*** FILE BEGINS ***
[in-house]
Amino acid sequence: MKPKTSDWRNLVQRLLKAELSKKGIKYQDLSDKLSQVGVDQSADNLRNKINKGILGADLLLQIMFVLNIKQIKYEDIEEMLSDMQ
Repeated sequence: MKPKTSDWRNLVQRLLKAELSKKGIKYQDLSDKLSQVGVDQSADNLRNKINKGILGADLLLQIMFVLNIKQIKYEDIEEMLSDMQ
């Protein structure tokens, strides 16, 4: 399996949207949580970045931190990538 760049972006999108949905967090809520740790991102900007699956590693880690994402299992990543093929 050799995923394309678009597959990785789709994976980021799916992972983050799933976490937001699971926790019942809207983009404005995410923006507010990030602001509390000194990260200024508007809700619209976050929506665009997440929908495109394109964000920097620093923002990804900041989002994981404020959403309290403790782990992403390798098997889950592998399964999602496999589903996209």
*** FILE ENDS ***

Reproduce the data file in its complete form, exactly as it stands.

[in-house]
Amino acid sequence: MKPKTSDWRNLVQRLLKAELSKKGIKYQDLSDKLSQVGVDQSADNLRNKINKGILGADLLLQIMFVLNIKQIKYEDIEEMLSDMQ
Repeated sequence: MKPKTSDWRNLVQRLLKAELSKKGIKYQDLSDKLSQVGVDQSADNLRNKINKGILGADLLLQIMFVLNIKQIKYEDIEEMLSDMQ
């Protein structure tokens, strides 16, 4: 399996949207949580970045931190990538 760049972006999108949905967090809520740790991102900007699956590693880690994402299992990543093929 050799995923394309678009597959990785789709994976980021799916992972983050799933976490937001699971926790019942809207983009404005995410923006507010990030602001509390000194990260200024508007809700619209976050929506665009997440929908495109394109964000920097620093923002990804900041989002994981404020959403309290403790782990992403390798098997889950592998399964999602496999589903996209």